AskDefine | Define plastron

Dictionary Definition

plastron

Noun

1 the ornamental front of a woman's bodice or shirt
2 the front of man's dress shirt
3 a metal breastplate that was worn under a coat of mail
4 a large pad worn by a fencer to protect the chest
5 (zoology) the part of a turtle's shell forming its underside

User Contributed Dictionary

English

Etymology

From French plastron, from Italian piastrone, augmentive of piastra ‘breastplate’, from Latin emplastrum ‘plaster’, from Ancient Greek , from ‘daubed, plastered’, from ‘to mould, form’.

Pronunciation

  • /'plæstrən/

Noun

  1. The nearly flat part of the shell structure of a tortoise or other animal, similar in composition to the carapace
  2. A half-jacket worn under the jacket for padding or for safety.
  3. An ornamental front panel on a woman's bodice.
    • 1942: I bought here a wedding dress perhaps twenty or thirty years old [...] a sequin plastron to be worn over the womb as a feminine equivalent to a cod-piece, and a gauze veil embroidered in purple and gold. — Rebecca West, Black Lamb and Grey Falcon (Canongate 2006, p. 784)

Translations

Extensive Definition

The plastron is the nearly flat part of the shell structure of a turtle or tortoise, what one would call the belly, similar in composition to the carapace; with an external layer of horny material divided into plates called scutes and an underlying layer of interlocking bones.
In certain families there is a hinge between the pectoral and abdominal scutes allowing the turtle to almost completely enclose itself. In certain species the sex of a testudine can be told by whether the plastron is concave, male or convex, female. This is because of the mating position.
The plastral scutes join along a central seam down the middle of the plastron. The relative lengths of the seam segments can be used to help identify a species of turtle or tortoise. There are six laterally symmetric pairs of scutes on the plastron: gular, humeral, pectoral, abdominal, femoral, and anal (going from the head to the tail down the seam).
Indicating that the abdominal and gular scute seams are approximately the same length and the the femoral and pectoral seams are approximately the same length. Comparison of the plastral formulas provides distinction between the two species.
Turtle plastrons were used by the ancient Chinese in a type of divination called plastromancy. See also oracle bones.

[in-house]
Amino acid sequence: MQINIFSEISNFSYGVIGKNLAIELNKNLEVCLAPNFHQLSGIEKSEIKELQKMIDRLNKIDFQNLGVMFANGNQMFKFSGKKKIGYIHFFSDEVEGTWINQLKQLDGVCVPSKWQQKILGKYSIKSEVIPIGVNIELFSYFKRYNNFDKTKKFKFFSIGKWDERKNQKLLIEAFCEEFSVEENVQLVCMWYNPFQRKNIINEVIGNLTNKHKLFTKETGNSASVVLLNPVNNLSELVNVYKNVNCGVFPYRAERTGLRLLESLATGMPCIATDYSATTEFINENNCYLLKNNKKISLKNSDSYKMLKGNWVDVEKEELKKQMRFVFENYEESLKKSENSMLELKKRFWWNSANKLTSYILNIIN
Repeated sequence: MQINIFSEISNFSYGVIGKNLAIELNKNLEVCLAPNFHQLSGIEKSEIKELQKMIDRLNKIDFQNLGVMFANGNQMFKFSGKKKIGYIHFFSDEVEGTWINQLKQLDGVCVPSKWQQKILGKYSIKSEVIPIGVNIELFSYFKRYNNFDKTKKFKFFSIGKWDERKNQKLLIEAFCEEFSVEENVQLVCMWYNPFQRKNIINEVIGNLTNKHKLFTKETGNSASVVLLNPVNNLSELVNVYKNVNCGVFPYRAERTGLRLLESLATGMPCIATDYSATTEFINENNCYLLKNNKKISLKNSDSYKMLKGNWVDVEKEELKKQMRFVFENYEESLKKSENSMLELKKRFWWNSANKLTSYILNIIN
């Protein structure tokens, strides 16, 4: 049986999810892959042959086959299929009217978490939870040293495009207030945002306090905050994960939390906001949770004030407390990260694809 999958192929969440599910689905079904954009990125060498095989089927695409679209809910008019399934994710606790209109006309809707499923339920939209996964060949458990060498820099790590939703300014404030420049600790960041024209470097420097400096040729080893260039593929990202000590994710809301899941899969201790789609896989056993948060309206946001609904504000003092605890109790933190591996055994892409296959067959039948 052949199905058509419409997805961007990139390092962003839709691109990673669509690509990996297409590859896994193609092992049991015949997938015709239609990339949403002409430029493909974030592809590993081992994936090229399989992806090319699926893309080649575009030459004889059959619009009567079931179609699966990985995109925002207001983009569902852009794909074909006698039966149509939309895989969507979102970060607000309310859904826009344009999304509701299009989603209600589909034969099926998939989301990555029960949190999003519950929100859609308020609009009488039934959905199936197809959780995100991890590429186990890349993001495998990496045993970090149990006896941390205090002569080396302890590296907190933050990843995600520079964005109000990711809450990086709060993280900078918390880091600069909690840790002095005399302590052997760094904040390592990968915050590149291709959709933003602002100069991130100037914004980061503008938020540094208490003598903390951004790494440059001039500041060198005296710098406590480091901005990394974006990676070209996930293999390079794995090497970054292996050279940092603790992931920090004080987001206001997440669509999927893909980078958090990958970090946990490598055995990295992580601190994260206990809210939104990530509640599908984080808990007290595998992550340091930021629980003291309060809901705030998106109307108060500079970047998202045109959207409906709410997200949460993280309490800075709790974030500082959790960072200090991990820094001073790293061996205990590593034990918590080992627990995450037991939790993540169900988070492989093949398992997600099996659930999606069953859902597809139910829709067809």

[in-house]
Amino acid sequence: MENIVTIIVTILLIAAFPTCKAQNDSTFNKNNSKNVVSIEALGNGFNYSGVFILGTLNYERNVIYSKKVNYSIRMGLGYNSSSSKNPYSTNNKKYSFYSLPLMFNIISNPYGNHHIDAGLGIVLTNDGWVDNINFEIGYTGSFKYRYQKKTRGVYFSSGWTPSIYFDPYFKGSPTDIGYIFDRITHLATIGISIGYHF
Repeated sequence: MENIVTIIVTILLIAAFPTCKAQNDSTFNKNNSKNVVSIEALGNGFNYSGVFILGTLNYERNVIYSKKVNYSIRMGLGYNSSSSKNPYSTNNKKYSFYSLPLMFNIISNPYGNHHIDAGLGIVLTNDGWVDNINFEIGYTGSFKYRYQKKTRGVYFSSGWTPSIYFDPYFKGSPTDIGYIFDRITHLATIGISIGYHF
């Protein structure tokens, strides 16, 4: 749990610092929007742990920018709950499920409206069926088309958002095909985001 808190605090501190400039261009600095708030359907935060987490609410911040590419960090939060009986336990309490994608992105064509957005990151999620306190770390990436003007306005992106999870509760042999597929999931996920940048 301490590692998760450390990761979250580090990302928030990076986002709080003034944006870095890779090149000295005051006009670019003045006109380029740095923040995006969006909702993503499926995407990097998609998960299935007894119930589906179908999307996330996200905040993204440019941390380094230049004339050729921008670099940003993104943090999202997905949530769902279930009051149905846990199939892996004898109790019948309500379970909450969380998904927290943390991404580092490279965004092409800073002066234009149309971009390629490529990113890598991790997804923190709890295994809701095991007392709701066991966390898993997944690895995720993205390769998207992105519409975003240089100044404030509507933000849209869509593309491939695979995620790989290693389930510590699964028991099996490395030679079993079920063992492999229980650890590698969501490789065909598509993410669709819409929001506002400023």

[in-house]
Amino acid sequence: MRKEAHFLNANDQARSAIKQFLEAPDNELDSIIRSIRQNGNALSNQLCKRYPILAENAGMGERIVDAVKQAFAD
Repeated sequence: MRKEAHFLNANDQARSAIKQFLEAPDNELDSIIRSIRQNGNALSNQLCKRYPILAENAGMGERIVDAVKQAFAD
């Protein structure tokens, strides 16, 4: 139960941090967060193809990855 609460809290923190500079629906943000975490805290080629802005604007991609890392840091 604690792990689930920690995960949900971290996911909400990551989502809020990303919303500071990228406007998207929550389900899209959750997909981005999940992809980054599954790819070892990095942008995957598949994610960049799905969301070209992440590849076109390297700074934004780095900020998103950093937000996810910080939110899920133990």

Other Meanings

Plastron is also a name that's been given to various coverings or structures on the ventral (belly) side of some creatures, people or objects.
  • "Plastron" is the name of a broad piece of material placed on the chest of certain military uniforms and held in place by two rows of buttons. The plastron was a popular feature of military dress during the period 1800-1914, when it was commonly worn by lancer and uhlan regiments in various European armies. It was also worn by light dragoon regiments in the British Army and by infantry and artillery units in the Imperial Russian Army. Plastrons were usually in contrasting colours to those of the tunics or coats that they were attached to.
  • The name of the bulge on an aircraft, such as the Airbus A340, under the fuselage between the wings that is used to correct airflow around the engine pylons. On many aircraft, this bulge also helps house the main undercarriage when retracted.
  • A "plastron" is also a thin permanent layer of air around the body of some aquatic insects, held in place by hydrophobic hairs, and acting as a physical gill.
  • "Plastron" is also the name of a one-arm, half-jacket used in the sport of fencing.

See Also

  • "Plastron" the name of a leading global manufacturer of precision coil bobbins for the electronics industry. Founded in 1970, it is now part of Cosmo Corporation.

Notes

plastron in Bulgarian: Пластрон
plastron in Catalan: Plastró
plastron in German: Plastron (Biologie)
plastron in French: Carapace de tortue
plastron in Dutch: Plastron
plastron in Polish: Plastron (zoologia)
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